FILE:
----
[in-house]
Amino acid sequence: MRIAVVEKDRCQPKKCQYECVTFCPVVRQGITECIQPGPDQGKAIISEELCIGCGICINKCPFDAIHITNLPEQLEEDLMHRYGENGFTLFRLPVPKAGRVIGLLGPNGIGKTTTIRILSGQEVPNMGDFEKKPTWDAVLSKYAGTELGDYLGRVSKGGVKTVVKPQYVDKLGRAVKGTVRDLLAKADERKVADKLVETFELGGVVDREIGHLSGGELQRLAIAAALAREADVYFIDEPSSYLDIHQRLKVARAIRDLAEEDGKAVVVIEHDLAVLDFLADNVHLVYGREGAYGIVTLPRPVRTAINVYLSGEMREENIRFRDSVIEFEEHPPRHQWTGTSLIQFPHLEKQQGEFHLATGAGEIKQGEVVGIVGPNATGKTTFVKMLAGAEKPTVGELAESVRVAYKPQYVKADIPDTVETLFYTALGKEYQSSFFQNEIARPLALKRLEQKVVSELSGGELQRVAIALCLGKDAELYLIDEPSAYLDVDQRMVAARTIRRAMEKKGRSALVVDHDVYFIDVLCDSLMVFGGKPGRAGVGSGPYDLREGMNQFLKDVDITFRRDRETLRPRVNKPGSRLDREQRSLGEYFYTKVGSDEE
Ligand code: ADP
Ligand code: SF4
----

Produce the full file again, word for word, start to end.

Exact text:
[in-house]
Amino acid sequence: MRIAVVEKDRCQPKKCQYECVTFCPVVRQGITECIQPGPDQGKAIISEELCIGCGICINKCPFDAIHITNLPEQLEEDLMHRYGENGFTLFRLPVPKAGRVIGLLGPNGIGKTTTIRILSGQEVPNMGDFEKKPTWDAVLSKYAGTELGDYLGRVSKGGVKTVVKPQYVDKLGRAVKGTVRDLLAKADERKVADKLVETFELGGVVDREIGHLSGGELQRLAIAAALAREADVYFIDEPSSYLDIHQRLKVARAIRDLAEEDGKAVVVIEHDLAVLDFLADNVHLVYGREGAYGIVTLPRPVRTAINVYLSGEMREENIRFRDSVIEFEEHPPRHQWTGTSLIQFPHLEKQQGEFHLATGAGEIKQGEVVGIVGPNATGKTTFVKMLAGAEKPTVGELAESVRVAYKPQYVKADIPDTVETLFYTALGKEYQSSFFQNEIARPLALKRLEQKVVSELSGGELQRVAIALCLGKDAELYLIDEPSAYLDVDQRMVAARTIRRAMEKKGRSALVVDHDVYFIDVLCDSLMVFGGKPGRAGVGSGPYDLREGMNQFLKDVDITFRRDRETLRPRVNKPGSRLDREQRSLGEYFYTKVGSDEE
Ligand code: ADP
Ligand code: SF4